The Moveable Feast Food Blog

The Moveable Feast is a Personal Chef Service that serves the Hampton Roads area of Southern Virginia. This blog is an extension of my web site www.themoveablefeastpcs.com and will go into more details about food and any food service industries. Any pictures and or recipes that are published here are all the property of The Moveable Feast unless otherwise noted.

Thursday, February 02, 2006

That thing that I do…Part 2

After reading the manual that USPCA sent to me about how to build a Personal Chef business, I rushed down to city hall and applied for my business license. I didn’t have any clients and sure wasn’t going to tell my boss that I was systemically plotting how to quit one job to take on another. With every pay check for about two months, I bought equipment for the business. I bought the cheapest things that I could find, not understanding what kind of wear and tear I was going to put on them. Boy was the first year an eye opener about what a beating my equipment was going to take.

When I had all the equipment that I thought I was going to need, I handed in my month’s notice at work. The head chef was disappointed I was quitting (they usually feel that way about slave labor). He said that my job was there waiting for me when my business failed. FAIL??? That wasn’t in the manual and certainly not in my business plan!! Kiss my…well you know…I have never gone back.

The premise of this job is based on what is called a cycle menu. Hospitals, schools and businesses that feed their employees are all based on this system. A cycle menu repeats it self anywhere from 5 days to weeks on end. The USPCA model is based on 5 days.

Once I get a call to enlist my services I do a face-to-face interview with the client and sometimes a room full of relatives and onlookers. I bring a food survey that has evolved over the last 8 years, a new client packet, and a Service
Agreement... I have the client fill out the survey to see what their food preferences are and then we discuss what their expectations are. Sometimes what I can provide is not exactly what they are looking for. I have the client sign the Service Agreement for several reasons. I really am not looking to lock anyone into a relationship that might not work for them. I want them to understand that I am there to cook-not let their dog out, answer their phone, receive packages from UPS or baby-sit their children or elderly relatives. I am there to cook. I also tell them what they can expect from me and what I expect from them; no bounced checks and no canceled services less than three days before their service date unless it’s an emergency. I need their vital statistics and an E mail address so that I can E mail them a prospective menu.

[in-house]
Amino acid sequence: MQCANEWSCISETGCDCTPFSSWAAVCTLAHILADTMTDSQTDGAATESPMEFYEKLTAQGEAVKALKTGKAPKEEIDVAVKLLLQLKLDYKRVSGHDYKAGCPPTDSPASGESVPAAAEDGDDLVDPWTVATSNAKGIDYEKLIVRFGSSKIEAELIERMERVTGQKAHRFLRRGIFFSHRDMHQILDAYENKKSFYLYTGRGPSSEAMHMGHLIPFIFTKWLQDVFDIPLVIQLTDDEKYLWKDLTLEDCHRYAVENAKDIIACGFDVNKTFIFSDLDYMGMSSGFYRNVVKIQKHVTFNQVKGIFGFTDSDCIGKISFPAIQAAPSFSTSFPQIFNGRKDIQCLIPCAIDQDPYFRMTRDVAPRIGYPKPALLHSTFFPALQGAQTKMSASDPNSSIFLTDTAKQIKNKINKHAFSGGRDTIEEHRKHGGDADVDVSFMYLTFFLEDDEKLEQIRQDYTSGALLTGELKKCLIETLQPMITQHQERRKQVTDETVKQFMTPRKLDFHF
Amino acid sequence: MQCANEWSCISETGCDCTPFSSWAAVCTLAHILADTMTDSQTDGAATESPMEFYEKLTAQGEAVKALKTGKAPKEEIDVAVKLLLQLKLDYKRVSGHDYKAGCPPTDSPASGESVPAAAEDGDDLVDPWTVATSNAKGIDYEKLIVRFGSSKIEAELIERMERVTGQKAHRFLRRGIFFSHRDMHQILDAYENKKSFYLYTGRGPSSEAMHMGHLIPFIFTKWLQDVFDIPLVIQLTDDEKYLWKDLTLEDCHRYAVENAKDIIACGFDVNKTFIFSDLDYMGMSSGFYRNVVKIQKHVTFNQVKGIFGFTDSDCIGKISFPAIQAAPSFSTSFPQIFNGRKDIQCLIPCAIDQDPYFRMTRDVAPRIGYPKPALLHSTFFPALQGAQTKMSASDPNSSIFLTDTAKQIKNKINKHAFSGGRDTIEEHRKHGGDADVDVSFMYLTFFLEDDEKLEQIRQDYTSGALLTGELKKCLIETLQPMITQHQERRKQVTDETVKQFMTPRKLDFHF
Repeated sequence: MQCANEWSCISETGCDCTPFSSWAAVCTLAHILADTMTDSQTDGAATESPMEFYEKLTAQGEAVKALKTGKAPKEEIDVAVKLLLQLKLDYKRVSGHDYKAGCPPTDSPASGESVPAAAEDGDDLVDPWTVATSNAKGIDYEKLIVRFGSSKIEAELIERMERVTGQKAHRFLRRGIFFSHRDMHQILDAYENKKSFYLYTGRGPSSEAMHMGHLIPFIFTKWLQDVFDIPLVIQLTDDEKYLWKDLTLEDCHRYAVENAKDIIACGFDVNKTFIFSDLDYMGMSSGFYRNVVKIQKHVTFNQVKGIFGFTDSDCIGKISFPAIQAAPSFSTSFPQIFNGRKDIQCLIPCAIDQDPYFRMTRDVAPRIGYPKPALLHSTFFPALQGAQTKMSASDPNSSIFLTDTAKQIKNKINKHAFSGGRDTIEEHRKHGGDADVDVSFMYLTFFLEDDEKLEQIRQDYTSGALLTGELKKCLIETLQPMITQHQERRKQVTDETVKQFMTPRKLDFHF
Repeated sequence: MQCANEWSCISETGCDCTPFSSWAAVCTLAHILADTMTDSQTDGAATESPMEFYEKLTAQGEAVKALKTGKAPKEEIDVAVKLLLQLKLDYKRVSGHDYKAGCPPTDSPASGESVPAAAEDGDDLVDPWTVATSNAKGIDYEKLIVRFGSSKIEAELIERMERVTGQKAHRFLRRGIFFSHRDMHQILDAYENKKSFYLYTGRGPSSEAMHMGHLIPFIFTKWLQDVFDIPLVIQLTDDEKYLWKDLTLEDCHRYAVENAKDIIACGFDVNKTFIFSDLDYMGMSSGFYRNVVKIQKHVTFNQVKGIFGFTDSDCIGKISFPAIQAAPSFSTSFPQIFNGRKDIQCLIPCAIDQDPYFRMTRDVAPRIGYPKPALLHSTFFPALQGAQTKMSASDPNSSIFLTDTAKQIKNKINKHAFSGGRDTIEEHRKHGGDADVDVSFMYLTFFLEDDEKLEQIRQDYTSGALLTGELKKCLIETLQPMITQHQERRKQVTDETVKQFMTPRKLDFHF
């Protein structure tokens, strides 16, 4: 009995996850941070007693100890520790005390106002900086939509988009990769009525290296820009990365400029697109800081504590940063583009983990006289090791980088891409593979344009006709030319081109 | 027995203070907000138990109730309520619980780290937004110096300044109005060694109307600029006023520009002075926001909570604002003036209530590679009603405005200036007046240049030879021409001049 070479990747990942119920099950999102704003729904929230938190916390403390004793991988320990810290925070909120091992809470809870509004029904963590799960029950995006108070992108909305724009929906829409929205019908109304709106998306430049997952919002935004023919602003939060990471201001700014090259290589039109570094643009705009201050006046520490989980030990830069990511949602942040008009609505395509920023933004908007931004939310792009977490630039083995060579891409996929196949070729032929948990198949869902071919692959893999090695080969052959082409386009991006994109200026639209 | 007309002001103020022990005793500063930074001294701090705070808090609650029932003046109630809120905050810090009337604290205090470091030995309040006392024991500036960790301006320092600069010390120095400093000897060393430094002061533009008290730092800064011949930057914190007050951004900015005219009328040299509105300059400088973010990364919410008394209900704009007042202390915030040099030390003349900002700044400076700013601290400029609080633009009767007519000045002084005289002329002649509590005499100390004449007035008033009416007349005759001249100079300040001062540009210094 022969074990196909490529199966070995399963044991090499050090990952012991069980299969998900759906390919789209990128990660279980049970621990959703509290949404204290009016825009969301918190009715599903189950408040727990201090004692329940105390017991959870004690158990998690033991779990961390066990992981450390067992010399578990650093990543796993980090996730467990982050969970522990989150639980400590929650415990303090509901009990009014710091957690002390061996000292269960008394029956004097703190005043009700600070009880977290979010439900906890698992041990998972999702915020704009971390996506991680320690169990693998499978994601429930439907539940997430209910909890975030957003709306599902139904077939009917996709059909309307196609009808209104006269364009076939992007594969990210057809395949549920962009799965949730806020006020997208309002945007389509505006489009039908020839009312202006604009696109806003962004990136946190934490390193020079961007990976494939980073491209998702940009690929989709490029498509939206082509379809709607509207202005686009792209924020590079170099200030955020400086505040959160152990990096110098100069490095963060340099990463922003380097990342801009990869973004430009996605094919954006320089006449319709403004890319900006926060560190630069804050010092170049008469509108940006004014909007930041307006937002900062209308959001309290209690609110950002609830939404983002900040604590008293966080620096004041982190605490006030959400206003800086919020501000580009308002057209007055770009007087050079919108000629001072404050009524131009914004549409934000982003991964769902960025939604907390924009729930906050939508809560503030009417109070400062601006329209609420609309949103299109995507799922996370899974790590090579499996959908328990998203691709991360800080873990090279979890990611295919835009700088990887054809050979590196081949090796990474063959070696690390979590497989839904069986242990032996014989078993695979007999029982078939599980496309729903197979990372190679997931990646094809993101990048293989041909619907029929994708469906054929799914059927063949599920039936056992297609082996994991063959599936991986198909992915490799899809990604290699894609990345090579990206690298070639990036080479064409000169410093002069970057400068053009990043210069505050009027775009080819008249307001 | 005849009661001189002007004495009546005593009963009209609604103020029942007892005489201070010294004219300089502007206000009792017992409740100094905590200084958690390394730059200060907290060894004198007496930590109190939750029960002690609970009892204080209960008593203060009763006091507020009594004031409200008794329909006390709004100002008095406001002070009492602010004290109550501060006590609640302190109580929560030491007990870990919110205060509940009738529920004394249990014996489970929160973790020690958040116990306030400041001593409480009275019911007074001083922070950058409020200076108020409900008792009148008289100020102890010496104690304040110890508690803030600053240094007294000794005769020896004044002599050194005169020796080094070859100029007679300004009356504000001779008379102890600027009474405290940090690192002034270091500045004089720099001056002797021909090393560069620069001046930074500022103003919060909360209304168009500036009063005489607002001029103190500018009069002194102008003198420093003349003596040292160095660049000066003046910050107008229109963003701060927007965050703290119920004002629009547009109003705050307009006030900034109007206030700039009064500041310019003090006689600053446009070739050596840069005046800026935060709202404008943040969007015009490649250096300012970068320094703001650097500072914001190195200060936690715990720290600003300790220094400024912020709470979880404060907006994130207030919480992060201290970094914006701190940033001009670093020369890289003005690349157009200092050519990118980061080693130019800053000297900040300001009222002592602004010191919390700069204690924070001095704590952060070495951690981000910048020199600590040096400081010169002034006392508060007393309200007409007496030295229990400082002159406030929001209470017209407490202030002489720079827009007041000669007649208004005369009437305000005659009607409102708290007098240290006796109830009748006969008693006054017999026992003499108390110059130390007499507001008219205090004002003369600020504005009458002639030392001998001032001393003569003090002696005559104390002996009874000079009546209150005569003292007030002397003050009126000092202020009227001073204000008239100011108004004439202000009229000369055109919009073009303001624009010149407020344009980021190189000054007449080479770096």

When I go home I put their preferences into a special computer program set up just for Personal Chefs and then start looking through the program’s recipes that might interest the client. If the client is not a picky eater I can send them at least 10 choices that include, beef, chicken, seafood, pork and vegetarian entrees. When I E mail the suggested entrees, I ask them to pick 5 main courses. I usually reserve the right to choose their side dishes according to what they have chosen for their entrée.

I will use a couple as the example of how the service works. Since they pick 5 entrees, I cook 5 different things but 4 portions of each entrée. That means they are now eating from the cycle menu where the week repeats. So for example if I make Chicken Cordon Bleu, I make four of them. Two of the Chicken Cordon Bleus are in one package and the other two in another package. Each package has a label telling the client what is inside, the thawing and reheating instructions, the date the dish was made and how many portions are inside. So there will be two packages of Chicken Cordon Bleu. In all the clients will have 10 sets of two entrees and then 2 sets of a side dish that will go well with an entrée?